The RR Forum brings together public and private stakeholders—regulatory and enforcement agencies; attorneys general; public health agencies and advocates; retailers and their associations; distributors and producers; and researchers—in order to
The RR Forum has emerged from the work of state attorneys general who—under the authority of Consumer Protection statutes—have been engaging national retail chains in efforts to improve their age-verification and underage sales refusal for age-restricted products. Through a series of regional meetings in 1999 organized by Brandeis University’s Heller School with support from the Robert Wood Johnson Foundation, it became clear that retailers already had adopted policies to prohibit unlawful sales to minors, but these policies did not translate into appropriate and consistent store-level conduct. Then, in March 2000, Brandeis conducted a meeting for national stakeholders in Washington, D.C., hosted by the US Center for Disease Control and Prevention, to consider the feasibility—and desirability—of public-private cooperation in promoting effective RR policies and practices. Although the desire for further dialogue was strong, the potential for public-private cooperation was impeded by the lack of certainty as to what specific measures would be effective in reducing unlawful underage sales.
In response to this dilemma, the Center for Substance Abuse Prevention (part of SAMHSA) commissioned a federal guidance document, Report on Best Practices for Responsible Retailing (“CSAP Report”), under the direction of Dr. Brad Krevor of the Heller School. The CSAP Report contained three principal innovations:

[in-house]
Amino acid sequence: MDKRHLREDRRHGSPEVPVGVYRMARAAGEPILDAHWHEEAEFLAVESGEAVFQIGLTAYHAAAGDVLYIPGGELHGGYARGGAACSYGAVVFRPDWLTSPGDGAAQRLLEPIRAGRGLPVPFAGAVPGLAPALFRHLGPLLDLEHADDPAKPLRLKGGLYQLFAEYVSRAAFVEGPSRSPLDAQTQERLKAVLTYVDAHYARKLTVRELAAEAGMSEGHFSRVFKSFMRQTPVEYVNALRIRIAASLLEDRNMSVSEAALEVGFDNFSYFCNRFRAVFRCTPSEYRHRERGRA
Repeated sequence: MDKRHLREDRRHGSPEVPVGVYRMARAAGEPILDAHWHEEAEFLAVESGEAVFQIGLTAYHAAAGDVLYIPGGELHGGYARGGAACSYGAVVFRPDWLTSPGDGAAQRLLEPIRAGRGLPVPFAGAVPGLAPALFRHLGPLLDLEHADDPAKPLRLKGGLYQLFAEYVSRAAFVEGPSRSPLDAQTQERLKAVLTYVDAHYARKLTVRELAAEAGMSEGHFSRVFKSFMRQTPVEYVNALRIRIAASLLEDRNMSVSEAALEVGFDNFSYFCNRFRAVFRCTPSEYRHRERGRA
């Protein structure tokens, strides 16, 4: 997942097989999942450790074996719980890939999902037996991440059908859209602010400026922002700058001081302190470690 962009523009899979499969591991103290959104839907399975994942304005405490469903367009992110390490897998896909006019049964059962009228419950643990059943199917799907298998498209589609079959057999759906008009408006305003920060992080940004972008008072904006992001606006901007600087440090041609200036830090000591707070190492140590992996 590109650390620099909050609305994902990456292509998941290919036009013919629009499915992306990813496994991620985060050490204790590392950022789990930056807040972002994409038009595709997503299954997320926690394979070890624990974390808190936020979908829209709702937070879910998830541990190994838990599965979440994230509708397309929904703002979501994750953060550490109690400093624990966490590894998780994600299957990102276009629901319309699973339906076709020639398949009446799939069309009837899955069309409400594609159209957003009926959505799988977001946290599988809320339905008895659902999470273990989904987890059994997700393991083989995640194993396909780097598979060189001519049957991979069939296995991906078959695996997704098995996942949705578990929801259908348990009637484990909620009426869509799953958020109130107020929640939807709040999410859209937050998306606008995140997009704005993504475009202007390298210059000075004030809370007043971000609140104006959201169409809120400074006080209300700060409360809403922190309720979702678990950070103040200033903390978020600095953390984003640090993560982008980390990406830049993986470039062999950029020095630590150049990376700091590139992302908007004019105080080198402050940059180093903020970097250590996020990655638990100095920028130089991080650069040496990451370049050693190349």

The RR Forum was established in early 2003 as a way of continuing the discussions among national stakeholder who participated in the meetings with attorneys general and in the development of the CSAP Report. Through its field studies to operationalize, and evaluate, (see Field Studies) the recommendations of the CSAP Report, the RR Forum is now closely associated with this “enforcement + assistance” model. In June, 2006, RRF became a separate legal, non-profit corporation. In January, 2007, RRF received IRS approval for tax-exempt, 501(C)3 status.
The RR Forum conducts a national meeting that brings together diverse public and private stake-holders to present academic research and state and community field projects identifying Best Practices for RR and to examine topical RR issues.
The RR Forum conducts periodic examinations of aspects of public and private RR policy.
the RRF has partnered with state regulatory / enforcement agencies and retail associations to operationalize the “enforcement + assistance” model. In Birmingham, AL, Des Moines, IA, Springfield, MO and Santa Fe, NM between September 2003 and May 2005, the RRF and its state partners pilot-tested a quality improvement tool to assist retailers to identify and implement Best Practices identified in the CSAP Report and a Mystery Shopper Reporting System to provide retailers with detailed feedback on actual store conduct as a quality assurance tool. In late 2005, RRF began a community roll-out of the new RR model, starting in Albuquerque, NM, with two additional study sites—Iowa City, IA and Waltham, MA—launched in 2006. A report of this community roll-out of what is now called the RR Systems Project shows the strong potential of this model for improving age-verification conduct. For the full report, click here.
RRF is a 501 (C) 3 non-profit corporation. The director of RRF is Brad Krevor, Ph.D, of the Heller Graduate School, the principal author of the CSAP Report. Research and evaluation is overseen be a Researcher Work Group consisting of scientists from Brandeis University, Boston University School of Public Health and the Prevention Research Center, PIRE. The Florida Center for Prevention Research maintains the RRF web site. The RRF Board of Directors establishes the conference agendas and RRF priorities.